Report Card for Pittsburgh Penguins' 2014 Trade Deadline Decisions
The NHL trade deadline has come and gone, and the Pittsburgh Penguins were relatively quiet compared to how busy they were last year. The team mostly stayed the course with the roster that they have in place, which may or may not be a good thing depending on how you see this team shaking out over the next few weeks as they get healthy.
Despite a widespread false Twitter rumor, Pittsburgh did not acquire Ryan Kesler, but they did manage to add to their forward depth without selling off any of their young assets.
After general manager Ray Shero moved multiple picks and prospects last season, it wasn't too surprising to see him reluctant to shell out any more futures for rentals. The Penguins addressed the need of depth at forward and didn't have to move a guy like Simon Despres to get it done.
Not Overpaying for Ryan Kesler
It might not be the most popular choice in Pittsburgh, but the Vancouver Canucks had a high asking price for Ryan Kesler that seemed to elevate as the trade deadline loomed. Rob Rossi of the Pittsburgh Tribune-Review recently reported that the Penguins made the following offer for Kesler:
Shero inquired about Kesler in January and last week proposed sending center Brandon Sutter, a first- and third-round pick in the 2014 NHL Entry Draft and defensemen Simon Despres or Brian Dumoulin in exchange for Kesler.
According to Rossi, Pittsburgh was eventually willing to part with Derrick Pouliot as part of the deal as well. As solid as Kesler is and as excellent as it would have been to return to the three top-end center system, that cost was simply too high for Shero.
He was wise for backing away from this one. Gutting the system for an oft-injured center whose best days are behind him just wouldn't have been good for the future of the franchise. While the center they eventually traded for doesn't have Kesler's big name, he does fill Pittsburgh's biggest need.
Grading the Decision: A
Dealing for Marcel Goc
Marcel Goc wasn't Shero's No. 1 trade target, but he's a solid plan B. He doesn't fit in on Pittsburgh's top two lines, which raises some questions about where the ex-Florida Panther will line up. Brandon Sutter seems to have the third-line center spot locked down.
Does that mean that Goc is destined for a role on the fourth line? Or could the Penguins be open to experimenting with the 30-year-old on the wings? He's a versatile forward that was underappreciated in Florida, but will really have a chance to shine on a strong Penguins team.
While Pittsburgh needed to add to their scoring depth, the cost of a fifth-round pick and a third-round pick seems a bit high. Ales Hemsky was moved for the same thing and is a better scoring option.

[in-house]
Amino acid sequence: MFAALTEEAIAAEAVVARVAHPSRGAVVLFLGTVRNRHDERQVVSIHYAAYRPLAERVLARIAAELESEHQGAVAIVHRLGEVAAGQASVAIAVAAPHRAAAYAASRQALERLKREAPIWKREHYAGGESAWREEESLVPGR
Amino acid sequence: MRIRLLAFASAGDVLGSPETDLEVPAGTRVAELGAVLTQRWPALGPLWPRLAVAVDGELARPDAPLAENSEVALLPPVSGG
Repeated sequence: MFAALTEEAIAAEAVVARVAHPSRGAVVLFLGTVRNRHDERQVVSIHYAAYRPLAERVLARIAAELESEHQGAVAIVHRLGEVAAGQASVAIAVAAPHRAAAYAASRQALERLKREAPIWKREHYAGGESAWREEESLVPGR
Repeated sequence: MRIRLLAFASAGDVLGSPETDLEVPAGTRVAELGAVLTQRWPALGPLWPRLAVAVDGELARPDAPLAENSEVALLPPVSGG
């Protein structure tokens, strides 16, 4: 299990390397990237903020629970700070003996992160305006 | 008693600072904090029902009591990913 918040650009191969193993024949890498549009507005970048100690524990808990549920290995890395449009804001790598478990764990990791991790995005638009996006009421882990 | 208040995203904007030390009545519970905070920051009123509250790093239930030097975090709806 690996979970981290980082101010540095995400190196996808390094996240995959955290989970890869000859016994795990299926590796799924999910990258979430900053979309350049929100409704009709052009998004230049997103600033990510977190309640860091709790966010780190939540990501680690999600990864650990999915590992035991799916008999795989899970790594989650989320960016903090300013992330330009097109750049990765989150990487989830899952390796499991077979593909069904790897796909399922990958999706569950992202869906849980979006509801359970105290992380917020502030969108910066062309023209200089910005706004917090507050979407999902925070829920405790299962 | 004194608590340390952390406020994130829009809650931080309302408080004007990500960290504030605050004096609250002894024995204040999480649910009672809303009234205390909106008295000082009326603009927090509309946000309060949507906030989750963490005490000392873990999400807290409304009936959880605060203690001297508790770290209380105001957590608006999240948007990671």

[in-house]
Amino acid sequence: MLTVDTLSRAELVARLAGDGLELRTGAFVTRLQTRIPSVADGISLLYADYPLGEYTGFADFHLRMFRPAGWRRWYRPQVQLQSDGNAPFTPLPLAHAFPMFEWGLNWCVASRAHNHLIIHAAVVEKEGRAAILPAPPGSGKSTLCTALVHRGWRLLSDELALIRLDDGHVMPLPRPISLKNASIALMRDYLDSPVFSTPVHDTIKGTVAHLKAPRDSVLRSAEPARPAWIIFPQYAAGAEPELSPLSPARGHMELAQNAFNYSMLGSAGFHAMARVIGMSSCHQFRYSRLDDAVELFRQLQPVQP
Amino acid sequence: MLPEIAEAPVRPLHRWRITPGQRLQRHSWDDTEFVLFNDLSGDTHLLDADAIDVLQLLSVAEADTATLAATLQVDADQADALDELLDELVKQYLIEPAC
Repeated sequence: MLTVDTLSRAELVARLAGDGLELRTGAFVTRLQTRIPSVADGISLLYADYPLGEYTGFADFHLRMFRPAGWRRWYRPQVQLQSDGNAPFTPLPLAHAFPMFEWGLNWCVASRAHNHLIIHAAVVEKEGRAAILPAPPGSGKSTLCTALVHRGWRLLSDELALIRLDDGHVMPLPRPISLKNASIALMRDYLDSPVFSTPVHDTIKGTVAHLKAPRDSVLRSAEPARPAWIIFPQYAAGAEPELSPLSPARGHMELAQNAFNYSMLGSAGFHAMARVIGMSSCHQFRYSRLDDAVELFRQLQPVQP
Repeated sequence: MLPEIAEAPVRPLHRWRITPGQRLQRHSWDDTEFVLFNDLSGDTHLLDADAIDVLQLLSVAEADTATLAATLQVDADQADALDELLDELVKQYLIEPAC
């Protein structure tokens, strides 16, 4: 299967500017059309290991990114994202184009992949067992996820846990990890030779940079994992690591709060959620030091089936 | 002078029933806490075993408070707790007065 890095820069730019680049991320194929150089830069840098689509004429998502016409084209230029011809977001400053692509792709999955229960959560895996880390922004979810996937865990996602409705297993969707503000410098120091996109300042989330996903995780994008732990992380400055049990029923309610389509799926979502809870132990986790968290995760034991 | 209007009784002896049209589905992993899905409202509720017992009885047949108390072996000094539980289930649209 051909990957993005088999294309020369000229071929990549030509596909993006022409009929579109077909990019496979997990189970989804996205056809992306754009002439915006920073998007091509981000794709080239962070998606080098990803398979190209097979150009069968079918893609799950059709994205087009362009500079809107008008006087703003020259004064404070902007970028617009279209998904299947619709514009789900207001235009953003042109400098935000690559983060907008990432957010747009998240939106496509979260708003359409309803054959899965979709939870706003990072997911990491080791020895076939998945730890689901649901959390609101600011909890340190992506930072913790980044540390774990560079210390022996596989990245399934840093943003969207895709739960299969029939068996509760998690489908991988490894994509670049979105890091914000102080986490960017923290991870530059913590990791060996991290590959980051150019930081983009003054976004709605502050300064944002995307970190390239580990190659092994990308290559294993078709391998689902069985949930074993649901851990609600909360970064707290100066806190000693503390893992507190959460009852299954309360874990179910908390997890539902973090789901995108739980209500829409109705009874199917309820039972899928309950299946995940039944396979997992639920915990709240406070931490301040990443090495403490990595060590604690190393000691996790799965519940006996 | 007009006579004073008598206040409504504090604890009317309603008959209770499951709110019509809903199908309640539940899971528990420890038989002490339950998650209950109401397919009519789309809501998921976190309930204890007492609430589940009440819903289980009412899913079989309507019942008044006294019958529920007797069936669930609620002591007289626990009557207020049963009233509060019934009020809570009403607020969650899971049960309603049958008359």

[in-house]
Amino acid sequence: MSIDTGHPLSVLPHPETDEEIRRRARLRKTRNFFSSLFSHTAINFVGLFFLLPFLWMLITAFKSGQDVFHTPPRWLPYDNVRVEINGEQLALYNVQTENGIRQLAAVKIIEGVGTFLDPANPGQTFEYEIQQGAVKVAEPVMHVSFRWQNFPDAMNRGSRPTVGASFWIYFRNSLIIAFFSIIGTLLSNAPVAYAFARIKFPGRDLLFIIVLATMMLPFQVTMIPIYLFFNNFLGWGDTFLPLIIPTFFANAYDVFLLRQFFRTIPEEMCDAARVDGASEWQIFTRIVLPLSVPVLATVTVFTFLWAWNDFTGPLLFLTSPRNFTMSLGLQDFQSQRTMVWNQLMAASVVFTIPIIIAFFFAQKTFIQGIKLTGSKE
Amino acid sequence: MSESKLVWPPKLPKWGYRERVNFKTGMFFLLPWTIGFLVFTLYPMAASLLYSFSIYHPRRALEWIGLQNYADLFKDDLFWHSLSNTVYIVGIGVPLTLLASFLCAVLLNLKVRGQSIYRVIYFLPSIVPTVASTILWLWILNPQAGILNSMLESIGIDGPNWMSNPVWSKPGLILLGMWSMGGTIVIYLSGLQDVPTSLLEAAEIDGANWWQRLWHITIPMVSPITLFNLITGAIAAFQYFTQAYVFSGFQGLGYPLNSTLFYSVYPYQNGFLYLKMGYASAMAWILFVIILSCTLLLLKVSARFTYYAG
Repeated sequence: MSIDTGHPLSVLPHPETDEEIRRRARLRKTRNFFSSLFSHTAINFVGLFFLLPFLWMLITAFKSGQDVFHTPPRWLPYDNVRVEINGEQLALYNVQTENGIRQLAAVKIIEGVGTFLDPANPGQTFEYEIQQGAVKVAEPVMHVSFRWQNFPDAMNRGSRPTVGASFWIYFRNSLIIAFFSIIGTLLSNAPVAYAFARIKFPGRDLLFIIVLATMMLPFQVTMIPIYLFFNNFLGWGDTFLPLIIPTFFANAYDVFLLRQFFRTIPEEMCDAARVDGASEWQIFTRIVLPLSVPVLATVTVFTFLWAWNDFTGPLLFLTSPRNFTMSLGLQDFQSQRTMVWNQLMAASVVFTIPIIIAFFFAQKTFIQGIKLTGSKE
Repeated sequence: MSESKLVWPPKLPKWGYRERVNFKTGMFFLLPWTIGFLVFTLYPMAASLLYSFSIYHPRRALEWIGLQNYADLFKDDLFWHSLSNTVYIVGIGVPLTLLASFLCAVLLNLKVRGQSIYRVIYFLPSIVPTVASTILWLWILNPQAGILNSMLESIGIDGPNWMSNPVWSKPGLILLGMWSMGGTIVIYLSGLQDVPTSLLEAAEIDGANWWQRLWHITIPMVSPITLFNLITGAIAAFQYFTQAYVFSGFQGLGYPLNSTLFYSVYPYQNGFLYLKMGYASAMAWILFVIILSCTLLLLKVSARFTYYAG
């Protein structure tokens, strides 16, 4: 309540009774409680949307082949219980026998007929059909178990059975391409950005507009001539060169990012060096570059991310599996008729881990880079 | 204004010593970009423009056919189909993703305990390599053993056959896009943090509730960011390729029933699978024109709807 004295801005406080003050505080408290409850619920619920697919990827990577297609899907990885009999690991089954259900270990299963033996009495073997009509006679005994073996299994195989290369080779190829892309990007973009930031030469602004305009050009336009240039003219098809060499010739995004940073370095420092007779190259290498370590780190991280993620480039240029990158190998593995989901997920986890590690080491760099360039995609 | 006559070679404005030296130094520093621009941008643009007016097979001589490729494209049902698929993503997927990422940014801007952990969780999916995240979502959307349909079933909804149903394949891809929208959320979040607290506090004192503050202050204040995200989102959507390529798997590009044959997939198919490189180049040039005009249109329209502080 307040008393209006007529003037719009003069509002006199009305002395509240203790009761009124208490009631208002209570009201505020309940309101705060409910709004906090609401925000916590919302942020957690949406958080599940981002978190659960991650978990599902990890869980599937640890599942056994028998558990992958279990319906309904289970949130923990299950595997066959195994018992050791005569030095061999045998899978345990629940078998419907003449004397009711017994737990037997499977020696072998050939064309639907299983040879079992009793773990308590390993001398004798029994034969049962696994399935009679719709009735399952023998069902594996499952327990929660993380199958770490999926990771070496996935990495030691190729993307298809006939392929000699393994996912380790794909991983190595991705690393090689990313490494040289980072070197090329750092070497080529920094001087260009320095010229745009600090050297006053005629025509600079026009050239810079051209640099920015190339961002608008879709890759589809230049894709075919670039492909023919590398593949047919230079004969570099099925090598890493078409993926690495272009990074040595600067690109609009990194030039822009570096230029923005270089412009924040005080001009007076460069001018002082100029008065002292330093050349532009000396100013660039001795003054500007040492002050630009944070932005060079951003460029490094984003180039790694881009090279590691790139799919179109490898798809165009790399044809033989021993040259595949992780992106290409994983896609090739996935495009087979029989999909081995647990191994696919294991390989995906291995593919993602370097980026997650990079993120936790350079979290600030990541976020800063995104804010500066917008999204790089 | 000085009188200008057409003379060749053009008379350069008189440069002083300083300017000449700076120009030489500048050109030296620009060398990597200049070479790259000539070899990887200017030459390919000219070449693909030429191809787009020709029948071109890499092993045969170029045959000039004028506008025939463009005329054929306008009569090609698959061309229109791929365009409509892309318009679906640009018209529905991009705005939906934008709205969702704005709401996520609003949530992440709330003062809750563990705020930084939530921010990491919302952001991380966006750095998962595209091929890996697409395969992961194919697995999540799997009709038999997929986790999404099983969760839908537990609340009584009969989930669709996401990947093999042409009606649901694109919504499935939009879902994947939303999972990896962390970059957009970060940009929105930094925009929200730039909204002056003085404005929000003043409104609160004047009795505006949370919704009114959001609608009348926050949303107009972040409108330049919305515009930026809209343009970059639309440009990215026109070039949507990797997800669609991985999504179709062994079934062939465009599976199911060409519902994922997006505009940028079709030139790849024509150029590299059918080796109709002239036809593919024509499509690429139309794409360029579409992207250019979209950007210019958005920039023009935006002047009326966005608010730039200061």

Grading the Decision: B-
Hanging onto Simon Despres
As valuable as Sutter was as a trade chip, Simon Despres was the real centerpiece of the proposed deal for Kesler. Drafted with the 30th-overall selection in 2009, the 6'4", 205-pound defender has been developing for the Penguins for the better part of five years.
Through the last three seasons, Despres has bounced between the NHL and AHL, playing a depth role in Pittsburgh while skating as a go-to option in Wilkes Barre/Scranton. While he hasn't scored a goal in 20 NHL games this year, he's compiled 37 points in 34 contests in the minor league.
At 22-years-old, Despres is just now starting to blossom into a strong puck-moving defender. Players like him are among the most heavily coveted in the NHL, and hanging onto him was the right thing to do for Shero and this team.
Grading the Decision: A+
Acquiring Lee Stempniak from the Calgary Flames
The quest for more scoring depth came to a close more than 90 minutes after the deadline had passed. Shero was able to squeeze in a last-minute deal, acquiring Lee Stempniak from the Calgary Flames for a third-round draft pick.
This addition doesn't make a big splash like adding Kesler would have, but coupled with the addition of Goc, the Penguins addressed the biggest issue that the roster had. While injuries have created temporary holes on the blue line and on Sidney Crosby's line, the issue that has plagued Pittsburgh throughout the season has been scoring depth.
In Stempniak, Pittsburgh receives a player that could potentially skate alongside No. 87 until Pascal Dupuis or Beau Bennett are ready to return. The 31-year-old has a career high of 19 goals, so he can finish if he has a strong center.
Grading the Decision: A, as long as he clicks with Crosby
Leading up to the deadline, some fans and pundits seemed pretty sure that Kesler was going to be headed to Pittsburgh. If that was expected, then the two moves that the Penguins made might seem like a disappointment.
That shouldn't be the case, however.
Shero was able to improve his roster without giving away a single player—something that should be considered a victory since there were so many rumors circulating about Despres or Pouliot getting shipped out for a veteran player.
Pittsburgh also managed to maintain all of their first-and-second round selections that they still had after last year's deadline, giving up mid-round selections to bring in Goc and Stempniak. Neither name is particularly flashy, but the cost was relatively low and the Penguins vastly improved a bottom-six that has struggled to produce all season long.
Final Trade Deadline Grade: An underwhelming but solid "A"